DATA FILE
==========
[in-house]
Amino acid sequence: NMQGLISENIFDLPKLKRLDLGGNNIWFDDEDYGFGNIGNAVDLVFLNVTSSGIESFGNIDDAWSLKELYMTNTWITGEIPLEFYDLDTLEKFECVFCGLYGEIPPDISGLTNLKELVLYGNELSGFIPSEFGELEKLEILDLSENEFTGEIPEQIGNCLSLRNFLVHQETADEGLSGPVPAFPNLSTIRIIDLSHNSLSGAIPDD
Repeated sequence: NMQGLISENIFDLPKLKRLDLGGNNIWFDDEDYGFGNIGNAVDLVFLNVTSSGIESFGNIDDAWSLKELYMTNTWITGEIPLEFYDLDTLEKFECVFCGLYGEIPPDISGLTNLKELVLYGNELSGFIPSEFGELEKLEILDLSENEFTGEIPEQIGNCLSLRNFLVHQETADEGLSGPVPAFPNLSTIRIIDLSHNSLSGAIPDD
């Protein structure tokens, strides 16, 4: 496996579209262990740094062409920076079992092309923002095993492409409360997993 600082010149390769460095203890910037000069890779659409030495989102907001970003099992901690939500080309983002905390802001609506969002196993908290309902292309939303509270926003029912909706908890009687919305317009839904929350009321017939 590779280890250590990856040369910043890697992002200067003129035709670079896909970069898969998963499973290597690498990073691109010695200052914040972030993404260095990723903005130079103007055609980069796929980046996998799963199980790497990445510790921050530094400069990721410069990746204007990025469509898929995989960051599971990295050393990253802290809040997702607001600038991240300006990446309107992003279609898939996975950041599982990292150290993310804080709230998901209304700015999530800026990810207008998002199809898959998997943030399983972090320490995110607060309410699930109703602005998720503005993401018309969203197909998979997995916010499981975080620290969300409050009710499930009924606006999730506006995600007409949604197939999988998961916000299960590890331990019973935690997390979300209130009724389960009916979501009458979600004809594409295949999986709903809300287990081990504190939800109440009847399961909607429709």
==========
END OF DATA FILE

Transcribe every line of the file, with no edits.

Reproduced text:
[in-house]
Amino acid sequence: NMQGLISENIFDLPKLKRLDLGGNNIWFDDEDYGFGNIGNAVDLVFLNVTSSGIESFGNIDDAWSLKELYMTNTWITGEIPLEFYDLDTLEKFECVFCGLYGEIPPDISGLTNLKELVLYGNELSGFIPSEFGELEKLEILDLSENEFTGEIPEQIGNCLSLRNFLVHQETADEGLSGPVPAFPNLSTIRIIDLSHNSLSGAIPDD
Repeated sequence: NMQGLISENIFDLPKLKRLDLGGNNIWFDDEDYGFGNIGNAVDLVFLNVTSSGIESFGNIDDAWSLKELYMTNTWITGEIPLEFYDLDTLEKFECVFCGLYGEIPPDISGLTNLKELVLYGNELSGFIPSEFGELEKLEILDLSENEFTGEIPEQIGNCLSLRNFLVHQETADEGLSGPVPAFPNLSTIRIIDLSHNSLSGAIPDD
């Protein structure tokens, strides 16, 4: 496996579209262990740094062409920076079992092309923002095993492409409360997993 600082010149390769460095203890910037000069890779659409030495989102907001970003099992901690939500080309983002905390802001609506969002196993908290309902292309939303509270926003029912909706908890009687919305317009839904929350009321017939 590779280890250590990856040369910043890697992002200067003129035709670079896909970069898969998963499973290597690498990073691109010695200052914040972030993404260095990723903005130079103007055609980069796929980046996998799963199980790497990445510790921050530094400069990721410069990746204007990025469509898929995989960051599971990295050393990253802290809040997702607001600038991240300006990446309107992003279609898939996975950041599982990292150290993310804080709230998901209304700015999530800026990810207008998002199809898959998997943030399983972090320490995110607060309410699930109703602005998720503005993401018309969203197909998979997995916010499981975080620290969300409050009710499930009924606006999730506006995600007409949604197939999988998961916000299960590890331990019973935690997390979300209130009724389960009916979501009458979600004809594409295949999986709903809300287990081990504190939800109440009847399961909607429709």